New information leading to a clearer understanding of the mechanisms underlying viral dsRNA sensing is presented in a comprehensive Review article published in Journal of Interferon & Cytokine Research, a peer-reviewed publication from Mary Ann Liebert, Inc., publishers. The article is available free online on the Journal of Interferon & Cytokine Research website.
Isaque João da Silva de Faria and coauthors from Universidade Federal de Minas Gerais, Belo Horizonte, Brazil, describe two families of sensors that share a region with high specificity for viral dsRNA. In the article "dsRNA Sensing During Viral Infection: Lessons from Plants, Worms, Insects and Mammals" they explain that while this shared region is necessary for dsRNA recognition, it is not sufficient. The authors review recent studies that have identified novel components of these antiviral recognition systems that contribute to their complexity and effectiveness in protecting hosts against viral infection.
"While dsRNA has long been recognized as a product of viral infection, the understanding of cellular mechanisms for its recognition and for subsequent response has increased dramatically in recent years. This review addresses the impact of this new information," says Co-Editor-in-Chief Thomas A. Hamilton, PhD, Chairman, Department of Immunology, Cleveland Clinic Foundation.
About the Journal
Journal of Interferon & Cytokine Research, led by Co-Editors-in-Chief Ganes C. Sen, PhD, Chairman, Department of Molecular Genetics, Cleveland Clinic Foundation, and Thomas A. Hamilton, PhD, is an authoritative peer-reviewed journal published monthly online with Open Access options and in print that covers all aspects of interferons and cytokines from basic science to clinical applications. Journal of Interferon & Cytokine Research is the official journal of the International Society for Interferon and Cytokine Research. Complete tables of content and a sample issue (http://online.liebertpub.com/toc/jir/32/6) may be viewed online on theJournal of Interferon & Cytokine Research website.
About the Publisher
Mary Ann Liebert, Inc., publishers is a privately held, fully integrated media company known for establishing authoritative peer-reviewed journals in many promising areas of science and biomedical research, including Viral Immunology, AIDS Research and Human Retroviruses, and DNA and Cell Biology. Its biotechnology trade magazine, Genetic Engineering & Biotechnology News (GEN), was the first in its field and is today the industry's most widely read publication worldwide. A complete list of the firm's over 70 journals, books, and newsmagazines is available on the Mary Ann Liebert, Inc., publishers website.
Vicki Cohn | EurekAlert!
First time-lapse footage of cell activity during limb regeneration
25.10.2016 | eLife
Phenotype at the push of a button
25.10.2016 | Institut für Pflanzenbiochemie
Ultrafast lasers have introduced new possibilities in engraving ultrafine structures, and scientists are now also investigating how to use them to etch microstructures into thin glass. There are possible applications in analytics (lab on a chip) and especially in electronics and the consumer sector, where great interest has been shown.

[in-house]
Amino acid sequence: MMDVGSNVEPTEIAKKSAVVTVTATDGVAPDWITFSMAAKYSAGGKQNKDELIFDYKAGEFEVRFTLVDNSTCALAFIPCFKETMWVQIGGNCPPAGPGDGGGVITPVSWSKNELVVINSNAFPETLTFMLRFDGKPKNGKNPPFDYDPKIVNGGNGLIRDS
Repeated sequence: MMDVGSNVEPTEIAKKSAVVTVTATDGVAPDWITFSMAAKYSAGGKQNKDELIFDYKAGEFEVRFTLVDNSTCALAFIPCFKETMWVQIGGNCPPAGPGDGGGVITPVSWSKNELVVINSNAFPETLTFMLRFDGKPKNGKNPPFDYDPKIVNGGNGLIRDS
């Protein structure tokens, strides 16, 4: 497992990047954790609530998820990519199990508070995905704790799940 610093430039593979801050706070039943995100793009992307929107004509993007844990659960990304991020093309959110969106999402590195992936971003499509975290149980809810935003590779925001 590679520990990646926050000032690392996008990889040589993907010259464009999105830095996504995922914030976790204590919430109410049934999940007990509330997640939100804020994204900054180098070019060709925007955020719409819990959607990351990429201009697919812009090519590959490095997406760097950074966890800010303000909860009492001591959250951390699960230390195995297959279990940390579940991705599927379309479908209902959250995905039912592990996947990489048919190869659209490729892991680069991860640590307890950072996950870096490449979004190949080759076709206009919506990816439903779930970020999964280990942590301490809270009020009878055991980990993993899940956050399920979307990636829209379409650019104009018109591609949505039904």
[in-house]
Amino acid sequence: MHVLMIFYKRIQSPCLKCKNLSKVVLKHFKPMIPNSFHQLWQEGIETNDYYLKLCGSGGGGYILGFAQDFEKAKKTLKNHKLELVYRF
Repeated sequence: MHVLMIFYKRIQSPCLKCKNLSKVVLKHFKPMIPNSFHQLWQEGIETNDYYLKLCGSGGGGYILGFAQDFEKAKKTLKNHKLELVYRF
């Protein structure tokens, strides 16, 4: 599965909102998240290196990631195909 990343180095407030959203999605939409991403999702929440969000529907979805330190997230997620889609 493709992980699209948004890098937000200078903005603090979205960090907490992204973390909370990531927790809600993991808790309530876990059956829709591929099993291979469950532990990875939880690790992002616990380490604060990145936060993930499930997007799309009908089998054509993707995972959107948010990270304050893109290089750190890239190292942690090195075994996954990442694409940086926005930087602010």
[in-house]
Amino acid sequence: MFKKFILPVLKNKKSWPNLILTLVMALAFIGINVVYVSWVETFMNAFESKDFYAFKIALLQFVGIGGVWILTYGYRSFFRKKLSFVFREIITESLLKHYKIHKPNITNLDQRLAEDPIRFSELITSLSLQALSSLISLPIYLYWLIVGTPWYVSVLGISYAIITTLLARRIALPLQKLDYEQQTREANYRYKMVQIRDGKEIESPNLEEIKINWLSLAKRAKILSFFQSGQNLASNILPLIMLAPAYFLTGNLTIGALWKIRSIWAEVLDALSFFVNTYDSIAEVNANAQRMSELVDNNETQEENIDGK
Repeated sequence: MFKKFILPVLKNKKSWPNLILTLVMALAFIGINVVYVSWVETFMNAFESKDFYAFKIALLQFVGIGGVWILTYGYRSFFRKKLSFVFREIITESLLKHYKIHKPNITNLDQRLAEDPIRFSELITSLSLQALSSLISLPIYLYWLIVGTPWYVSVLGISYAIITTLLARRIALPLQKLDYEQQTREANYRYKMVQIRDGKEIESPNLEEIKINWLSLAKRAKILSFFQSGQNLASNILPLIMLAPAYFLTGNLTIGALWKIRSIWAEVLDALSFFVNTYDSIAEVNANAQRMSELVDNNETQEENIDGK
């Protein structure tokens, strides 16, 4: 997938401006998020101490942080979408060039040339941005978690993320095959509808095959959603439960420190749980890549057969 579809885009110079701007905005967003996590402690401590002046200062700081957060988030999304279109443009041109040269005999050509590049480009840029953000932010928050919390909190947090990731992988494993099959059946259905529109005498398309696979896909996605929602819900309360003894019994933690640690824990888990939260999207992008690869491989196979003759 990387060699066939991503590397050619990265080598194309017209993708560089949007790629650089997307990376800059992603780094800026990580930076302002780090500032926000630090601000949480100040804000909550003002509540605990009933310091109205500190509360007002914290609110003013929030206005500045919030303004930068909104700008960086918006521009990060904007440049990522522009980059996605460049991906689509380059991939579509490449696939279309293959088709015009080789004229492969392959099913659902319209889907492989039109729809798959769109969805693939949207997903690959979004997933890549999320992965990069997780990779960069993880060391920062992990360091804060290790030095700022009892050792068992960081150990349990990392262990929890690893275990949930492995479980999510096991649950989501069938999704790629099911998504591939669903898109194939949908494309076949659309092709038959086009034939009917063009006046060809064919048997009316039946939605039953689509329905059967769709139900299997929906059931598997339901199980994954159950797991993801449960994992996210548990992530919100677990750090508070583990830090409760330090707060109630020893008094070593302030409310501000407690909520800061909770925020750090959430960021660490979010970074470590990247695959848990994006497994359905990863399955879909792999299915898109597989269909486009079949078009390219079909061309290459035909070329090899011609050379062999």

This new method was born of a surprising phenomenon: irradiating glass in a particular way with an ultrafast laser has the effect of making the glass up to a...
Terahertz excitation of selected crystal vibrations leads to an effective magnetic field that drives coherent spin motion
Controlling functional properties by light is one of the grand goals in modern condensed matter physics and materials science. A new study now demonstrates how...
Researchers from the Institute for Quantum Computing (IQC) at the University of Waterloo led the development of a new extensible wiring technique capable of controlling superconducting quantum bits, representing a significant step towards to the realization of a scalable quantum computer.
"The quantum socket is a wiring method that uses three-dimensional wires based on spring-loaded pins to address individual qubits," said Jeremy Béjanin, a PhD...
In a paper in Scientific Reports, a research team at Worcester Polytechnic Institute describes a novel light-activated phenomenon that could become the basis for applications as diverse as microscopic robotic grippers and more efficient solar cells.
A research team at Worcester Polytechnic Institute (WPI) has developed a revolutionary, light-activated semiconductor nanocomposite material that can be used...
By forcefully embedding two silicon atoms in a diamond matrix, Sandia researchers have demonstrated for the first time on a single chip all the components needed to create a quantum bridge to link quantum computers together.
"People have already built small quantum computers," says Sandia researcher Ryan Camacho. "Maybe the first useful one won't be a single giant quantum computer...
14.10.2016 | Event News
14.10.2016 | Event News
12.10.2016 | Event News
25.10.2016 | Earth Sciences
25.10.2016 | Power and Electrical Engineering
25.10.2016 | Process Engineering